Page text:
The established analytical methods were applied to determine the amount of fourteen PAHs in different seafood samples collected from the Yellow Sea, which was contaminated by oil, and from the south coast of Korea. The contents of fourteen PAH compounds in the seafood were quantified, and the results are shown in Tables 4 and 5. Among the compounds analysed using the QuEChERS method and the alkali digestion method, CHR was the dominant compound, with concentrations ranging from 0.499 to 3.734 μg kg−1 at south coast of Korea and from 0.705 to 3.642 μg kg−1 in the Yellow Sea. Hu et al. suggested that CHR was detected from 3.51 μg kg−1 in cooked shellfish collected from south coast of Korea using HPLC/FLD (Hu et al., 2009). But Johnson reported that CHR was detected from 1.17 ppb in finfish collected from USA using HPLC/FLD (Johnson, 2012). In contrast, BaA, BbF and BkF were detected only in small amounts in the seafood samples using the QuEChERS and alkali digestion methods, with concentrations of 0.106–0.998 μg kg−1 at the south coast of Korea and 0.103–1.157 μg kg−1 at the Yellow Sea. The most carcinogenic compound, BaP, was found at a concentration of 0.117 μg kg−1 at the south coast of Korea using only the QuEChERS method in hard clams, whereas it was found at a concentration of 0.085 μg kg−1 at the Yellow Sea using only the QuEChERS method in oysters. Therefore, this result was determined by the aforementioned recovery data from the QuEChERS and alkali digestion methods. Also, Norman et al. reported that BaP was found at a concentration of 0.143 μg g−1 using QuEChERS method in oyster (Norman et al., 2011). Moreover, the value of BaP was considered to be in the acceptable range in the analysis of the fourteen PAHs in seafood according to the EU regulatory control value for BaP (10 μg kg−1) in seafood (EC, 2002). The concentrations below the LODs were considered to be not detected (ND).

Table 4. The determination of polycyclic aromatic hydrocarbons in various seafoods from the south coast of Korea
AnalytesManila clam (μg kg−1)Oyster (μg kg−1)Hard clam (μg kg−1)Cockle (μg kg−1)
Method 1Method 2Method 1Method 2Method 1Method 2Method 1Method 2
  1. ND, not detected; LOD, limit of detection; Method 1, alkali digestion; Method 2, QuEChERS; CHR, chrysene.

BaA<LOD<LOD0.6610.7610.7130.744<LOD<LOD
CHR0.6110.7223.7343.5271.2641.244<LOD0.499
5-MC<LOD0.2970.8810.785<LOD<LODND<LOD
BjFNDNDNDNDNDNDNDND
BbF<LOD<LOD0.9980.899<LOD0.429<LOD<LOD
BkF<LOD<LOD0.5370.531<LOD0.106<LOD0.183
BaP<LOD<LOD<LOD<LOD<LOD0.117<LOD<LOD
DhANDNDNDNDNDNDNDND
DlPNDNDNDNDNDNDNDND
BgPNDNDNDND<LODND<LODND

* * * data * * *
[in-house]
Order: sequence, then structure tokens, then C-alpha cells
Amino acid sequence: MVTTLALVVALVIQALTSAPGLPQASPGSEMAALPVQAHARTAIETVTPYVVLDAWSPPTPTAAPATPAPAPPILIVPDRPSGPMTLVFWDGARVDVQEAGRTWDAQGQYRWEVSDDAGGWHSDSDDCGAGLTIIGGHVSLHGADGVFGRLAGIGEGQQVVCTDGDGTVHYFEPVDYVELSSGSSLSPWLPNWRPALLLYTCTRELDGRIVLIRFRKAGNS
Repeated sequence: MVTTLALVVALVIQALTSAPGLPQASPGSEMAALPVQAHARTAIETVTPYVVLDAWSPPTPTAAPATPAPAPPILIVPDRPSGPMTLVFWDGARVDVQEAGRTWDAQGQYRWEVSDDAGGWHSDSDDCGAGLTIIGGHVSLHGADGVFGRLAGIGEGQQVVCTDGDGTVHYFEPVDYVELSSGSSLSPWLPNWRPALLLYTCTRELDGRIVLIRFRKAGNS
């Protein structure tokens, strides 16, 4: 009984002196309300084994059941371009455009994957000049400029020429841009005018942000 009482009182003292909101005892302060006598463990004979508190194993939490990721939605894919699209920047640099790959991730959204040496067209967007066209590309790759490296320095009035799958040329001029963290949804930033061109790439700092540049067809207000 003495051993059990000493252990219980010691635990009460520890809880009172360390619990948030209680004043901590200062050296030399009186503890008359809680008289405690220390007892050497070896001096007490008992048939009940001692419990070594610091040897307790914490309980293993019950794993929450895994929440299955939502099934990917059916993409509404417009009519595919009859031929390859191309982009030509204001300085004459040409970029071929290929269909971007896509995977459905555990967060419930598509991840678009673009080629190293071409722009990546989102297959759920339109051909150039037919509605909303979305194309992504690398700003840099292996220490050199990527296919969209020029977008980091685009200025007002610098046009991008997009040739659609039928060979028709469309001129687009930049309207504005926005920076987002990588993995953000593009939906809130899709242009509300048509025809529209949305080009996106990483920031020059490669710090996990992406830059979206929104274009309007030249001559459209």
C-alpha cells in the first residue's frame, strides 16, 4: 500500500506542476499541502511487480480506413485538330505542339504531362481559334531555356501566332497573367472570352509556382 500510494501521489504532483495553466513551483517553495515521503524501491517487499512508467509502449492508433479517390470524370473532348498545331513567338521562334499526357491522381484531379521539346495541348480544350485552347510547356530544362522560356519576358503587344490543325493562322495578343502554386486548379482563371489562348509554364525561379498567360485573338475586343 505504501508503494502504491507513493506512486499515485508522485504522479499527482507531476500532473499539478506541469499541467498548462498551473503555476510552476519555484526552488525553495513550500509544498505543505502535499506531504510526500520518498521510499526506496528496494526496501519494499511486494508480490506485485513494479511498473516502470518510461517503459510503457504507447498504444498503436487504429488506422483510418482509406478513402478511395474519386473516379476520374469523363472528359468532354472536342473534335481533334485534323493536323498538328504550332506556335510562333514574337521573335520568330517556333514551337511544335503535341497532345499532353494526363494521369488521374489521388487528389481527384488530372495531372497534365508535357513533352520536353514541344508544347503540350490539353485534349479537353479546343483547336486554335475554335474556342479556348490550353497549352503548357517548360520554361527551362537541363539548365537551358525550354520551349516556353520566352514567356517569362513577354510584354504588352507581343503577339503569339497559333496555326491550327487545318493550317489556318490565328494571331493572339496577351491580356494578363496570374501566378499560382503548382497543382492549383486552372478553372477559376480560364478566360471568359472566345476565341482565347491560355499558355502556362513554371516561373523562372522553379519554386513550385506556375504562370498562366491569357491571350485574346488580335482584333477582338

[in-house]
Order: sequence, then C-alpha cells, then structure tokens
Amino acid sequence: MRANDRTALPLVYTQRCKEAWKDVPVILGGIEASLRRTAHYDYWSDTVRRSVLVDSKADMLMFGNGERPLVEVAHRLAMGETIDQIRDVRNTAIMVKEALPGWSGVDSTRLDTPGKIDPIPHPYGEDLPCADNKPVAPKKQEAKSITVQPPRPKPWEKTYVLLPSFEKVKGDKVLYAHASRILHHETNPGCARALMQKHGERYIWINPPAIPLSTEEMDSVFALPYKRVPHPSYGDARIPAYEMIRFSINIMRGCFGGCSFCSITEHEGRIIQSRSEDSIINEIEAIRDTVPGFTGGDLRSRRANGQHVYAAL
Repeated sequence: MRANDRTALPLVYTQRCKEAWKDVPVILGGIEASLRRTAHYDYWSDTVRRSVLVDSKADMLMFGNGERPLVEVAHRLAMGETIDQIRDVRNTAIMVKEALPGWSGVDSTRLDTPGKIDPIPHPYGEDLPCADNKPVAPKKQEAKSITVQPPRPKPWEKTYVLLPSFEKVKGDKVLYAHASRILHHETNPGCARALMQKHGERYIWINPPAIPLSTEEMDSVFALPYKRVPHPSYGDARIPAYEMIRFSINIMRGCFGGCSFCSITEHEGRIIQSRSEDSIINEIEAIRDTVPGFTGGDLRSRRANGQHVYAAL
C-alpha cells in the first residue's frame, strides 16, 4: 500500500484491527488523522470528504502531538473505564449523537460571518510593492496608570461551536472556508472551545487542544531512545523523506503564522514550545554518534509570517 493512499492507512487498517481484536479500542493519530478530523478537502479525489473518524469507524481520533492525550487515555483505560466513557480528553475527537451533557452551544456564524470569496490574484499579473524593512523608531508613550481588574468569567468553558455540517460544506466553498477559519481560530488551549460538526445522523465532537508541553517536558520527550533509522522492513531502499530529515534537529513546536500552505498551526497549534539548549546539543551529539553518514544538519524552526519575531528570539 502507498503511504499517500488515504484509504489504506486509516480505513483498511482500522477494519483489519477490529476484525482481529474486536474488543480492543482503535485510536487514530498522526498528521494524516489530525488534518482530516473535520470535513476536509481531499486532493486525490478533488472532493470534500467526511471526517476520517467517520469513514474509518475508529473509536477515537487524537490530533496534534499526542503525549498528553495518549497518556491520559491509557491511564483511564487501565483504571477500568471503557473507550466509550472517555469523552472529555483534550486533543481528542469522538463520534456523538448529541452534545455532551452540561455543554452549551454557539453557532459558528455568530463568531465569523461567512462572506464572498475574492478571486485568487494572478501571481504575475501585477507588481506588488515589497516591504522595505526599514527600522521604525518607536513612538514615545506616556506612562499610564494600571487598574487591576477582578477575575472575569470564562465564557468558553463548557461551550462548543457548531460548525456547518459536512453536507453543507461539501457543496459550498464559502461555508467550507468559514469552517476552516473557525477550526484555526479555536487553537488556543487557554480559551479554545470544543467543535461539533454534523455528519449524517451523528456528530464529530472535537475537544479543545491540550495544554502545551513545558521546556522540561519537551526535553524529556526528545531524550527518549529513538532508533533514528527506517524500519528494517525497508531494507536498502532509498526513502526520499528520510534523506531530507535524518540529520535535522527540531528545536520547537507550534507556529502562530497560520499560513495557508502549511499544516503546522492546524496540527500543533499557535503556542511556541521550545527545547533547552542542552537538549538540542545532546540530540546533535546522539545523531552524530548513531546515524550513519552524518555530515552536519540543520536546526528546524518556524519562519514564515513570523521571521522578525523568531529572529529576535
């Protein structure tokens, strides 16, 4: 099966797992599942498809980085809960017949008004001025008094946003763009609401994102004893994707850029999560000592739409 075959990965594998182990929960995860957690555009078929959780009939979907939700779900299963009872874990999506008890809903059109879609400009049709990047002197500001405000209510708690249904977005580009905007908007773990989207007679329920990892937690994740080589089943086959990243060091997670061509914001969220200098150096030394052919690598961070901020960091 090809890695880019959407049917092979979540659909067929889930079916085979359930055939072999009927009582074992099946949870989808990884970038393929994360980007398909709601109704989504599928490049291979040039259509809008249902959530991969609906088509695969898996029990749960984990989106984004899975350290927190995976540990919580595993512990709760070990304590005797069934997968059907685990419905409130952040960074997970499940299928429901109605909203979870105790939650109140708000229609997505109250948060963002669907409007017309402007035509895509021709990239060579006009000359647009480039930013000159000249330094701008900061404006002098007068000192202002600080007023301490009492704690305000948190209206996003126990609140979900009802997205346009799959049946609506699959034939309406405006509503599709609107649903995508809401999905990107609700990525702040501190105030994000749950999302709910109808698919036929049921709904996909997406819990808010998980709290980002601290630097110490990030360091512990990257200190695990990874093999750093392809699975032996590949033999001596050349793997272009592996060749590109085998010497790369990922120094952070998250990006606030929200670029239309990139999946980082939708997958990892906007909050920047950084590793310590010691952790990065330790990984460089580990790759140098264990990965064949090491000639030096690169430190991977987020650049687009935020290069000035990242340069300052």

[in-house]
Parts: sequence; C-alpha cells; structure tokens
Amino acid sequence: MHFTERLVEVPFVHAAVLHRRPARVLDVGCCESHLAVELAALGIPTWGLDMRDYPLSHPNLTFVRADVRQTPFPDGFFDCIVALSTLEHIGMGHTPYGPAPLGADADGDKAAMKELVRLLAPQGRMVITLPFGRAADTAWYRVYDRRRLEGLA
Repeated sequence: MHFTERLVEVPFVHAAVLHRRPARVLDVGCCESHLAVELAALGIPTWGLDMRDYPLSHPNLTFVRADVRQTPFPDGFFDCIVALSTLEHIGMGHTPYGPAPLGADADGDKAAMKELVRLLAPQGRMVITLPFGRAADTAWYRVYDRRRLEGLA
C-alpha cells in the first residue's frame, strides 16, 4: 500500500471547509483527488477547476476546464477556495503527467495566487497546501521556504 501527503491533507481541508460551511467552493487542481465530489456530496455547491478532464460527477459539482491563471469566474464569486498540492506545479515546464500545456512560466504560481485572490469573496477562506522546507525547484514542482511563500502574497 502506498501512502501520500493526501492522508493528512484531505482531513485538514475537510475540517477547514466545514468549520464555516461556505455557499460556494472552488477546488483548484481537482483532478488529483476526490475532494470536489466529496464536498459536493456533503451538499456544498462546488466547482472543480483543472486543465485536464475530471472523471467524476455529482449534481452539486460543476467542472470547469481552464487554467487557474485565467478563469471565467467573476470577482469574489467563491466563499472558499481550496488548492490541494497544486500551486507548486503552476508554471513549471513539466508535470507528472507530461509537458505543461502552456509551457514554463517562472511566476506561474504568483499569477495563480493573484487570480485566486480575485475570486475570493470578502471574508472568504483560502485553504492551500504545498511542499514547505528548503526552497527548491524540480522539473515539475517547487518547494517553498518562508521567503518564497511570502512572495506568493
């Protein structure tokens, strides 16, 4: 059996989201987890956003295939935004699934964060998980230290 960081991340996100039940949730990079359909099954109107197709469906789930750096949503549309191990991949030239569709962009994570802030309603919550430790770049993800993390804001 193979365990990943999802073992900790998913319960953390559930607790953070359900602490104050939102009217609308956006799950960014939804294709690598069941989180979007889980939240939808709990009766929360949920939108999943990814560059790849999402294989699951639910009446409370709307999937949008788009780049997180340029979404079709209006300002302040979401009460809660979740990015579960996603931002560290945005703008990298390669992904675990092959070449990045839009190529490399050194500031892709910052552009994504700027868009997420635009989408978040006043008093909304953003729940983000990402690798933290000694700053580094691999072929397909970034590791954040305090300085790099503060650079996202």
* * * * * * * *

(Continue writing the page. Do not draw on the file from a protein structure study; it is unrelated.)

IcPNDNDNDNDNDNDNDND
DePNDNDNDNDNDNDNDND
DiPNDNDNDNDNDNDNDND
DhPNDNDNDNDNDNDNDND
Table 5. The determination of polycyclic aromatic hydrocarbons in various seafoods from the Yellow Sea
AnalytesManila clam (μg kg−1)Oyster (μg kg−1)Hard clam (μg kg−1)Cockle (μg kg−1)
Method 1Method 2Method 1Method 2Method 1Method 2Method 1Method 2
  1. ND, not detected; LOD, limit of detection; Method 1, alkali digestion; Method 2, QuEChERS; CHR, chrysene.

BaA0.8470.6951.1570.519<LOD0.343<LOD0.388
CHR2.1221.9163.6422.5710.7820.9310.7100.705
5-MCNDNDNDNDNDNDNDND
BjFNDNDNDNDNDNDNDND
BbF<LOD<LOD1.1470.788<LOD<LOD<LOD<LOD
BkF<LOD0.1380.3230.971<LOD0.103<LOD0.189
BaP<LOD<LOD<LOD0.085<LOD<LOD<LOD<LOD
DhANDNDNDNDNDNDNDND
DlPNDNDNDNDNDNDNDND
BgPNDNDNDNDNDND<LODND
IcPNDNDNDNDNDNDNDND
DePNDNDNDNDNDNDNDND
DiPNDNDNDNDNDNDNDND
DhPNDNDNDNDNDNDNDND

Conclusions

In this study, two efficient, quick and easy sample preparation procedures for the simultaneous determination of fourteen PAHs in seafood were developed and validated using HPLC/FLD. The proposed methods showed good linearity, precision and accuracy. However, the QuEChERS method showed a higher separation efficiency than the alkali digestion method for the determination of the fourteen PAHs in seafood when using the HPLC/FLD as described herein. The results of this study show that the proposed QuEChERS method was suitable for the evaluation of quality of selected PAHs in seafood. According to the results from the application of the QuEChERS method, this method is amenable to determining the levels of fourteen PAHs simultaneously in seafood. Therefore, the proposed QuEChERS method will be valuable for the further use in the determination of the selected PAHs in seafood.

Ancillary